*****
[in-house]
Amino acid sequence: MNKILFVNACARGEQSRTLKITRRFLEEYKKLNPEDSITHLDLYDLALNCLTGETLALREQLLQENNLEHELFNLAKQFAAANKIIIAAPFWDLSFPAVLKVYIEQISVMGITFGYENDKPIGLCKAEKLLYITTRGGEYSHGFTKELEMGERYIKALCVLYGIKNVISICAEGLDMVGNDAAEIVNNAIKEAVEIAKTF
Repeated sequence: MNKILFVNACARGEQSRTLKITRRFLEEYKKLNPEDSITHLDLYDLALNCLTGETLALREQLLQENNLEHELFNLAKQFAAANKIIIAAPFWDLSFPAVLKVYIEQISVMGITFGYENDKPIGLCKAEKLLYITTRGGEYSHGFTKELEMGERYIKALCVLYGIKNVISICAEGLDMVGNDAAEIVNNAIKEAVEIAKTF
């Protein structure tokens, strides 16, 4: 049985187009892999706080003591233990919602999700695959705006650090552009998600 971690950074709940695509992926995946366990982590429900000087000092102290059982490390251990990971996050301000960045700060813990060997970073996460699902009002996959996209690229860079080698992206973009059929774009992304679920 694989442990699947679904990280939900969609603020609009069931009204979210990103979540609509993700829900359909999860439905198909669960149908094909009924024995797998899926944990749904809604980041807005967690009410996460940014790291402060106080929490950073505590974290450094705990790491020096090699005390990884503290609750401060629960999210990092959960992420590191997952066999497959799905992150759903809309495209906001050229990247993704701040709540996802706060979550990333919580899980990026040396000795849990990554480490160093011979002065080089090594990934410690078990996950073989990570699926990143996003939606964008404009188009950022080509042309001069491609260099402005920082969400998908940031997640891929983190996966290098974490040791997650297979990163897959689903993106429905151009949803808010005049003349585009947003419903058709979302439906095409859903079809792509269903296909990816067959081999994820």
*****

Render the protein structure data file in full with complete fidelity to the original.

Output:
[in-house]
Amino acid sequence: MNKILFVNACARGEQSRTLKITRRFLEEYKKLNPEDSITHLDLYDLALNCLTGETLALREQLLQENNLEHELFNLAKQFAAANKIIIAAPFWDLSFPAVLKVYIEQISVMGITFGYENDKPIGLCKAEKLLYITTRGGEYSHGFTKELEMGERYIKALCVLYGIKNVISICAEGLDMVGNDAAEIVNNAIKEAVEIAKTF
Repeated sequence: MNKILFVNACARGEQSRTLKITRRFLEEYKKLNPEDSITHLDLYDLALNCLTGETLALREQLLQENNLEHELFNLAKQFAAANKIIIAAPFWDLSFPAVLKVYIEQISVMGITFGYENDKPIGLCKAEKLLYITTRGGEYSHGFTKELEMGERYIKALCVLYGIKNVISICAEGLDMVGNDAAEIVNNAIKEAVEIAKTF
């Protein structure tokens, strides 16, 4: 049985187009892999706080003591233990919602999700695959705006650090552009998600 971690950074709940695509992926995946366990982590429900000087000092102290059982490390251990990971996050301000960045700060813990060997970073996460699902009002996959996209690229860079080698992206973009059929774009992304679920 694989442990699947679904990280939900969609603020609009069931009204979210990103979540609509993700829900359909999860439905198909669960149908094909009924024995797998899926944990749904809604980041807005967690009410996460940014790291402060106080929490950073505590974290450094705990790491020096090699005390990884503290609750401060629960999210990092959960992420590191997952066999497959799905992150759903809309495209906001050229990247993704701040709540996802706060979550990333919580899980990026040396000795849990990554480490160093011979002065080089090594990934410690078990996950073989990570699926990143996003939606964008404009188009950022080509042309001069491609260099402005920082969400998908940031997640891929983190996966290098974490040791997650297979990163897959689903993106429905151009949803808010005049003349585009947003419903058709979302439906095409859903079809792509269903296909990816067959081999994820």